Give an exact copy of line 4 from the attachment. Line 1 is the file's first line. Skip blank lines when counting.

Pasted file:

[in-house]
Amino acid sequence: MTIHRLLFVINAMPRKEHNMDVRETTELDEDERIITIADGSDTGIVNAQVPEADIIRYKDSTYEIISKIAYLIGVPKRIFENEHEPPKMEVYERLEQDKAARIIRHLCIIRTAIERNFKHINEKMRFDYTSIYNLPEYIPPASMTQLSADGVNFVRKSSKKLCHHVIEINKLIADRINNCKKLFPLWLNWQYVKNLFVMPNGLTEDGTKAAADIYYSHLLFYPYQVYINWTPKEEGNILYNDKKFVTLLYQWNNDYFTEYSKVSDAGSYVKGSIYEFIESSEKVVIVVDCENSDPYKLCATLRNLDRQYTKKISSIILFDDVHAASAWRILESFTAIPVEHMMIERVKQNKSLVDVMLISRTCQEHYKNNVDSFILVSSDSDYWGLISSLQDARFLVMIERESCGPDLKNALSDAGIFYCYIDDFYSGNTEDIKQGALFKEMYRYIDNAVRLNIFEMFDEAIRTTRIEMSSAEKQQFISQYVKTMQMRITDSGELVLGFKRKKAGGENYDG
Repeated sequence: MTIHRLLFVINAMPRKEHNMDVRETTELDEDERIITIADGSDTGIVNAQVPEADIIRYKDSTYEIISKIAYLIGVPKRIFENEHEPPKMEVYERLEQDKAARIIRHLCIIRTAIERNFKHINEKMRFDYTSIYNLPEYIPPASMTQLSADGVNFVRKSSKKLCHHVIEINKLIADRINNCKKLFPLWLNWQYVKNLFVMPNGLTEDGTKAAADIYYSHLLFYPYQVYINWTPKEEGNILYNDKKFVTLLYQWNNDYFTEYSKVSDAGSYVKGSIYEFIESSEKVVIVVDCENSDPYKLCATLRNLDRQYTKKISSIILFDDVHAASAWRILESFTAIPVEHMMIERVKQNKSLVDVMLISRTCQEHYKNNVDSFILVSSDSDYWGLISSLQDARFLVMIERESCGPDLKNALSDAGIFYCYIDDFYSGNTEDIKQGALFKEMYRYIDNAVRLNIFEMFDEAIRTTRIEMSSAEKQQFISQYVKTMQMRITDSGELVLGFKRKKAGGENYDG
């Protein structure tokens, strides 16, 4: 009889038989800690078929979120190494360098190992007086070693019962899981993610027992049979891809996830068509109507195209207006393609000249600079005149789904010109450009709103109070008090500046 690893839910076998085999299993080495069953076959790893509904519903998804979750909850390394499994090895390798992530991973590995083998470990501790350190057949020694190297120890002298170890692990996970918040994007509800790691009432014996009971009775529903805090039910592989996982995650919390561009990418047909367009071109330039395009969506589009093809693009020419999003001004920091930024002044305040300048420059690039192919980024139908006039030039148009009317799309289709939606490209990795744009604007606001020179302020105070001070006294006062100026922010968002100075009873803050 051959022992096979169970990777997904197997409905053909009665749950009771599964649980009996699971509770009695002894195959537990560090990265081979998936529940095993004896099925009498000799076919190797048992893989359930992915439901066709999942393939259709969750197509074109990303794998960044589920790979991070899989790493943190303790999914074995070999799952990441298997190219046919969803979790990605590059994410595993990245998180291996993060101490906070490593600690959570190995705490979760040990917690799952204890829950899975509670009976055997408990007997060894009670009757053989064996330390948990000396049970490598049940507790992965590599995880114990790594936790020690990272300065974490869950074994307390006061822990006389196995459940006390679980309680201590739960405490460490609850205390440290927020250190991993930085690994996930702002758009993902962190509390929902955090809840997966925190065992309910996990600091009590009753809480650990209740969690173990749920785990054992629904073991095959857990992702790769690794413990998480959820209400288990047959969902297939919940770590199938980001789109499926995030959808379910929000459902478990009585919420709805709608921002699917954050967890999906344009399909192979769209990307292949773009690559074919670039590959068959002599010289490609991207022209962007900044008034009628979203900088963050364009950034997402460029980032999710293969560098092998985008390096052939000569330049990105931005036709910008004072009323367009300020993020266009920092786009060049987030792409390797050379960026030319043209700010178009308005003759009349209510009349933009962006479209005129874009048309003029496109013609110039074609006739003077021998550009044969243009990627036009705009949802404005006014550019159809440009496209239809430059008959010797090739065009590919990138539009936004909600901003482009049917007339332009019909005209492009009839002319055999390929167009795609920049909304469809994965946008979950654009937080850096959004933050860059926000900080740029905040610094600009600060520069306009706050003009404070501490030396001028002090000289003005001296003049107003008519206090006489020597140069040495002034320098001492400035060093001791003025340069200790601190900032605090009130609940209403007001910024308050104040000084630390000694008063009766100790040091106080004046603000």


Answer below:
């Protein structure tokens, strides 16, 4: 009889038989800690078929979120190494360098190992007086070693019962899981993610027992049979891809996830068509109507195209207006393609000249600079005149789904010109450009709103109070008090500046 690893839910076998085999299993080495069953076959790893509904519903998804979750909850390394499994090895390798992530991973590995083998470990501790350190057949020694190297120890002298170890692990996970918040994007509800790691009432014996009971009775529903805090039910592989996982995650919390561009990418047909367009071109330039395009969506589009093809693009020419999003001004920091930024002044305040300048420059690039192919980024139908006039030039148009009317799309289709939606490209990795744009604007606001020179302020105070001070006294006062100026922010968002100075009873803050 051959022992096979169970990777997904197997409905053909009665749950009771599964649980009996699971509770009695002894195959537990560090990265081979998936529940095993004896099925009498000799076919190797048992893989359930992915439901066709999942393939259709969750197509074109990303794998960044589920790979991070899989790493943190303790999914074995070999799952990441298997190219046919969803979790990605590059994410595993990245998180291996993060101490906070490593600690959570190995705490979760040990917690799952204890829950899975509670009976055997408990007997060894009670009757053989064996330390948990000396049970490598049940507790992965590599995880114990790594936790020690990272300065974490869950074994307390006061822990006389196995459940006390679980309680201590739960405490460490609850205390440290927020250190991993930085690994996930702002758009993902962190509390929902955090809840997966925190065992309910996990600091009590009753809480650990209740969690173990749920785990054992629904073991095959857990992702790769690794413990998480959820209400288990047959969902297939919940770590199938980001789109499926995030959808379910929000459902478990009585919420709805709608921002699917954050967890999906344009399909192979769209990307292949773009690559074919670039590959068959002599010289490609991207022209962007900044008034009628979203900088963050364009950034997402460029980032999710293969560098092998985008390096052939000569330049990105931005036709910008004072009323367009300020993020266009920092786009060049987030792409390797050379960026030319043209700010178009308005003759009349209510009349933009962006479209005129874009048309003029496109013609110039074609006739003077021998550009044969243009990627036009705009949802404005006014550019159809440009496209239809430059008959010797090739065009590919990138539009936004909600901003482009049917007339332009019909005209492009009839002319055999390929167009795609920049909304469809994965946008979950654009937080850096959004933050860059926000900080740029905040610094600009600060520069306009706050003009404070501490030396001028002090000289003005001296003049107003008519206090006489020597140069040495002034320098001492400035060093001791003025340069200790601190900032605090009130609940209403007001910024308050104040000084630390000694008063009766100790040091106080004046603000």